Two mechanisms of chronic intussusception can be assumed, that is: (1) reduction and invagination may repeat spontaneously or (2) the intussusception may remain unchanged. In the current case, the latter is an acceptable explanation because (1) we detected findings compatible with intussusception on the CT scan obtained at the former clinic, (2) the mucosa of the terminal ileum was severely erosive and edematous and (3) manual reduction was impossible even after the excision. Although achieving hydrostatic reduction of chronic intussusception is difficult (Rees and Lari 1976; Macaulay and Moore 1955), contrast enemas with or without low hydrostatic pressure may be useful for obtaining the diagnosis. In this case, we performed contrast enema with low hydrostatic pressure to obtain any information of leading point, which resulted in failure. Contrast enema was not necessarily required in previously diagnosed chronic intussusception same as our case. Because an organic lead point may frequently be present in patients with chronic intussusception, early surgical intervention should be applied (Schulman et al. 1998; Reijnen et al. 1989).

Although cases of intussusception in children are usually ‘idiopathic’, approximately 5% of patients have a pathological lead point, including Meckel’s diverticulum, duplication cysts, polyps or lymphoma (Applegate 2009). Intussusception occurring in older children and adults is accompanied by a significantly higher incidence of coexisting neoplasms (Hsiao et al. 2013). Although pathological lead points in the small intestine are usually benign, around 30% of cases are secondary to malignant lesions, including malignant lymphomas (Akbulut 2012).

The gastrointestinal tract is one of the most common extranodal sites for non-Hodgkin lymphoma. Approximately 80–90% of primary gastrointestinal tract lymphomas are of B-cell origin (Li et al. 2008). Lymphomas arising in the gastrointestinal tract present with various symptoms, including abdominal pain, anorexia, weight loss, diarrhea and ileus (Koch et al. 2001) and can be a rare pathological lead point of intussusception, as in our case (Shakya et al. 2009). Sometimes pediatric lymphomas may be related to underlying abnormalities of immunity associated with either congenital causes, infections, such as with the Epstein Barr virus, autoimmunity or inflammatory bowel diseases. In the present case, there were no clinical findings indicating innate or acquired immunodeficiency. Furthermore, using in situ hybridization, the tumor cells were found to be negative for Epstein Barr virus-encoded small RNA (data not shown).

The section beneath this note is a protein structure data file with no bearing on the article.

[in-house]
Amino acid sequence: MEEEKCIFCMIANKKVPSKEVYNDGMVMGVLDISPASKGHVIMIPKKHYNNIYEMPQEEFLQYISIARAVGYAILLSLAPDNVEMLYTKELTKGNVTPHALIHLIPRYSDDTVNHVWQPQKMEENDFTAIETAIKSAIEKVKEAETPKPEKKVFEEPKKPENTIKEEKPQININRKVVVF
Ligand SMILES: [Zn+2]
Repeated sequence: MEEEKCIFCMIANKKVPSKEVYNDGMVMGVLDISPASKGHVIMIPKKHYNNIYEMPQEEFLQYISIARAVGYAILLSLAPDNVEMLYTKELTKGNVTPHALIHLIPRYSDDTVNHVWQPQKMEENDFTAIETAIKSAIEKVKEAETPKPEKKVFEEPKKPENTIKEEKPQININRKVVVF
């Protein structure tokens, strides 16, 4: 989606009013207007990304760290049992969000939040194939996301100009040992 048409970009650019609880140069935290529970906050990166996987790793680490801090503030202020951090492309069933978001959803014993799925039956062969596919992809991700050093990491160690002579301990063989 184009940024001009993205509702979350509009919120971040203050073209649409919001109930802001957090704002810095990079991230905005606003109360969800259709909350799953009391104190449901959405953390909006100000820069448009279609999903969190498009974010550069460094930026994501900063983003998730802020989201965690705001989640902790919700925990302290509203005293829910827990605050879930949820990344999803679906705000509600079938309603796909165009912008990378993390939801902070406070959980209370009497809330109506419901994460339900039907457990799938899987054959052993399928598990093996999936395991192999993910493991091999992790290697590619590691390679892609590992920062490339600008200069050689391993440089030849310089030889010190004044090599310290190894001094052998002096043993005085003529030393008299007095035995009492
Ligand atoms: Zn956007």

Although there are some reports of the non-operative management of lymphoma presenting with intussusception (Lerner et al. 2011; Kang et al. 2014), the administration of chemotherapy under conditions of intussusception due to lymphoma may have the potential risk of causing tumor lysis syndrome and perforation of the intestine. If the patient may tolerate surgical intervention, resection of the affected intestine is a reasonable strategy for reducing the tumor volume and making the correct histopathological diagnosis. Gupta et al. reported that pediatric patients with Burkitt’s lymphoma presenting with intussusception often have completely resectable disease and assumed that the detection of intussusception may lead to an early diagnosis (Gupta et al. 2007). We assume that when the size of enteric lymphoma is small, the tumor tends to cause intussusception rather than obstruction and that when the tumor grows too to be large to cause invagination, the lesion may cause intestinal obstruction.

Conclusion

The present case illustrates the diagnostic challenges of confirming ‘chronic’ intussusception in older children who present with continuous abdominal symptoms, such as diarrhea, anorexia and abdominal pain. It is important to take account of chronic intussusception regardless of age if the abdominal symptoms lasts despite the initial treatment aimed to treat gastroenteritis.

Consent

Written informed consent was obtained from the patient’s parent for the publication of this report and any accompanying images.

Declarations

Authors’ contributions

RS initiated the study, collected data and finalized the manuscript. TS, SN and TO collected data and drafted the manuscript. IM, NK and SH collected data and contributed to manuscript writing. MO, TF, HS and YO collected data and supervised manuscript writing. All authors read and approved the final manuscript.

Acknowledgements

The authors gratefully acknowledge Brian Quinn for helpful edit and revision of the manuscript.

Compliance with ethical guidelines

Competing interests The authors declare that they have no competing interests.

Open AccessThis article is distributed under the terms of the Creative Commons Attribution 4.0 International License (http://creativecommons.org/licenses/by/4.0/), which permits unrestricted use, distribution, and reproduction in any medium, provided you give appropriate credit to the original author(s) and the source, provide a link to the Creative Commons license, and indicate if changes were made.

Authors’ Affiliations

(1)
Department of Pediatric Surgery, Hyogo College of Medicine
(2)
Department of Surgical Pathology, Hyogo College of Medicine
(3)
Department of Pediatrics, Hyogo College of Medicine

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Copyright

© Saka et al. 2015